Women now urged to get mammograms starting at age 40

By Brian Ward

The U.S. Preventive Services Task Force now recommends that women start getting mammograms at age 40 instead of 50 to detect signs of breast cancer.

The draft recommendations say female patients should be screened when they’re 40, then once every other year. The draft recommendation was issued May 9 and is open for public comment until June 5, 2023.

“This new recommendation will help save lives and prevent more women from dying due to breast cancer,” said former task force chair Dr. Carol Mangione in a video accompanying the recommendations.

According to the National Breast Cancer Foundation, breast cancer is the most common cancer in America after skin cancers, with one in eight women developing breast cancer in their lifetime. On average, one woman is diagnosed with breast cancer every two minutes in the United States.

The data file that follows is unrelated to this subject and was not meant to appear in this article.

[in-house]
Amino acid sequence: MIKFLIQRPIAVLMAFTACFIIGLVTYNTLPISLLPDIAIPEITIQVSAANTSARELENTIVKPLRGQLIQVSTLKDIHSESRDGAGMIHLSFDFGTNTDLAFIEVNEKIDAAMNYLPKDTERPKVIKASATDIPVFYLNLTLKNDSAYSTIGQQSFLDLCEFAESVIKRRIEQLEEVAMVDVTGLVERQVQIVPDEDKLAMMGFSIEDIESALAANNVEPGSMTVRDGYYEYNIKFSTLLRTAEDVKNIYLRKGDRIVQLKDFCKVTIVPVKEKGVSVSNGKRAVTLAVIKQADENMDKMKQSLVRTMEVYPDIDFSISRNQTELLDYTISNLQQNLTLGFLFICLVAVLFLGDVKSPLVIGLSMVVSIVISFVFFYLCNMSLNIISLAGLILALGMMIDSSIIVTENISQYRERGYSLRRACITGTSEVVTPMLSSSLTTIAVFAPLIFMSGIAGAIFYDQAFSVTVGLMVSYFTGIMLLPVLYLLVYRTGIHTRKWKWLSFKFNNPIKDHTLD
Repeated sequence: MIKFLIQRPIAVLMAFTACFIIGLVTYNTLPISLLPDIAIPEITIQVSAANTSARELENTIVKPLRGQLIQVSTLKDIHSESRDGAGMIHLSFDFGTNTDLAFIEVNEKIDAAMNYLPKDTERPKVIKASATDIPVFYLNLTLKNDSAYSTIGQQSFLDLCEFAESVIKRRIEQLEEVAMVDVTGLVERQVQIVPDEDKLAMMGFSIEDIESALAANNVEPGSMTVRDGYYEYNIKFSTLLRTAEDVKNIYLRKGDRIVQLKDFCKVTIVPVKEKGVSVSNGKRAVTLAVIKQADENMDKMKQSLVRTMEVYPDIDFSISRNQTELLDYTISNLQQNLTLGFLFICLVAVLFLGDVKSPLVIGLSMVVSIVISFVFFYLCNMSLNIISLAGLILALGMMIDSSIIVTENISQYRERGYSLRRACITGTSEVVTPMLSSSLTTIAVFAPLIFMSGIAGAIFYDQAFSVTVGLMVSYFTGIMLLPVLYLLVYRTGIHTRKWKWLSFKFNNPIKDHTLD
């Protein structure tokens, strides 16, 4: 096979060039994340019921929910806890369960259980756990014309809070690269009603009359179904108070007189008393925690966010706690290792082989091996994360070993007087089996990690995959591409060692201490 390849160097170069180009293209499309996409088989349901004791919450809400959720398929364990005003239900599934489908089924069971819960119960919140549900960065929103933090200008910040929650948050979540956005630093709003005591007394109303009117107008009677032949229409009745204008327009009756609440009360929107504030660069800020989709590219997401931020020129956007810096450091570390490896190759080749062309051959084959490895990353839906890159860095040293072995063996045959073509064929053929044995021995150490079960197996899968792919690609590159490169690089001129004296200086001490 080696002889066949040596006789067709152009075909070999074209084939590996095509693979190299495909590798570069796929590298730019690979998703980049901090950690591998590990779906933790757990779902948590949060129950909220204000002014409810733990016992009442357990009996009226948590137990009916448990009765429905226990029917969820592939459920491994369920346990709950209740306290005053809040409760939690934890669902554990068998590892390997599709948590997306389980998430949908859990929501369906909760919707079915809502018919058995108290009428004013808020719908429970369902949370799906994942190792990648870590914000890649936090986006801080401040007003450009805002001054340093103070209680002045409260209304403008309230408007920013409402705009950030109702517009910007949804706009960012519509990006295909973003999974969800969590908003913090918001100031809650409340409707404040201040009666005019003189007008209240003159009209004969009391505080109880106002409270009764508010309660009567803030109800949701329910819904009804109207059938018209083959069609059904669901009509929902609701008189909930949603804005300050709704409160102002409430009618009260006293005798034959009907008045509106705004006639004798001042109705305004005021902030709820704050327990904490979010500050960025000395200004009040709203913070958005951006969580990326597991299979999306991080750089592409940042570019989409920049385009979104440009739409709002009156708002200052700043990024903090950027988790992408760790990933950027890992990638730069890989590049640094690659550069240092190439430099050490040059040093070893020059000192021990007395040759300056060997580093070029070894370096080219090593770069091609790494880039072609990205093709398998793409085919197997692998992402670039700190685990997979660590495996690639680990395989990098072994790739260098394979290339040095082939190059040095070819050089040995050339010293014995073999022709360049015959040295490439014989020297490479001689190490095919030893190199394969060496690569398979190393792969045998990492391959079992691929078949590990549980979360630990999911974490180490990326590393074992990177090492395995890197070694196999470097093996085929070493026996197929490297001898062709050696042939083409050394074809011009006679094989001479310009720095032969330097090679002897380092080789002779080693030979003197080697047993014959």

The task force called for more breast cancer research for improved screening of women with dense breasts and addressing the racial health disparities.

In its findings, the task force reported that Black women are 40% more likely to die of breast cancer than White women. It also reported that half of all women have dense breasts, which may hinder the effectiveness of mammograms and might require additional testing. 

The task force is an independent, volunteer group of 16 national experts in the fields of preventive medicine and primary care.